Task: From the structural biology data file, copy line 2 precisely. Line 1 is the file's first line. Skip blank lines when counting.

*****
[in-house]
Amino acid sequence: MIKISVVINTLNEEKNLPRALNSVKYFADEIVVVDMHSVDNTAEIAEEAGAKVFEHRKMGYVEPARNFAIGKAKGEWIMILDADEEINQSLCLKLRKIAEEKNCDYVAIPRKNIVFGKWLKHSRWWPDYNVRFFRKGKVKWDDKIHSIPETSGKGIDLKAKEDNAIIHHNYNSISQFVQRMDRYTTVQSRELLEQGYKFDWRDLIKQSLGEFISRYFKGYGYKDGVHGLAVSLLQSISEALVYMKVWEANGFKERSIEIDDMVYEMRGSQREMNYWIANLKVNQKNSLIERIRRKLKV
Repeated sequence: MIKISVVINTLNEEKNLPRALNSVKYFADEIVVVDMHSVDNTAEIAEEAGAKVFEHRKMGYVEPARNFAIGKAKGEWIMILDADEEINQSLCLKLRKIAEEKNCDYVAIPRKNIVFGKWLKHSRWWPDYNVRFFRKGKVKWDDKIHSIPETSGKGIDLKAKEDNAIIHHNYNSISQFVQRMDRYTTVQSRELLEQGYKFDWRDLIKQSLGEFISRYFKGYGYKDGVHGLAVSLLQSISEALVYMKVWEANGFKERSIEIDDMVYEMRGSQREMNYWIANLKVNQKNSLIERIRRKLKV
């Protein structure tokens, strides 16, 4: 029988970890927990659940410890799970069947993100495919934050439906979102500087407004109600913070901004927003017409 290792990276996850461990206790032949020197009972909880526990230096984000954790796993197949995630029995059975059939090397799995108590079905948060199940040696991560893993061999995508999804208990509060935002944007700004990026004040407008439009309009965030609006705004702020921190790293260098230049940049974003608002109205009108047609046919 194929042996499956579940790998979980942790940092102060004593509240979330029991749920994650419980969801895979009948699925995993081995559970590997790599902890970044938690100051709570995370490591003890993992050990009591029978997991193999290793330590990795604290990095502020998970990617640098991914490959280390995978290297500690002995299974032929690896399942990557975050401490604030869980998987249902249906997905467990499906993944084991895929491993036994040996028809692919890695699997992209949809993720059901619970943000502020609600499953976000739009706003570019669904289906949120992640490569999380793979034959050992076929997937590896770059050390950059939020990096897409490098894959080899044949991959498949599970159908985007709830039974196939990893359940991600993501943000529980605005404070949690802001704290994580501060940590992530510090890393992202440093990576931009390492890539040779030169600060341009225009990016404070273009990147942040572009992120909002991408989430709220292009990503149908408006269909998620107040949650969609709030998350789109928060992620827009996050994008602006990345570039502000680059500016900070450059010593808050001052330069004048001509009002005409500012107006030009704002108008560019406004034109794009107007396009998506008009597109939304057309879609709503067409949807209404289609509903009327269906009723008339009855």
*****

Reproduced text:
Amino acid sequence: MIKISVVINTLNEEKNLPRALNSVKYFADEIVVVDMHSVDNTAEIAEEAGAKVFEHRKMGYVEPARNFAIGKAKGEWIMILDADEEINQSLCLKLRKIAEEKNCDYVAIPRKNIVFGKWLKHSRWWPDYNVRFFRKGKVKWDDKIHSIPETSGKGIDLKAKEDNAIIHHNYNSISQFVQRMDRYTTVQSRELLEQGYKFDWRDLIKQSLGEFISRYFKGYGYKDGVHGLAVSLLQSISEALVYMKVWEANGFKERSIEIDDMVYEMRGSQREMNYWIANLKVNQKNSLIERIRRKLKV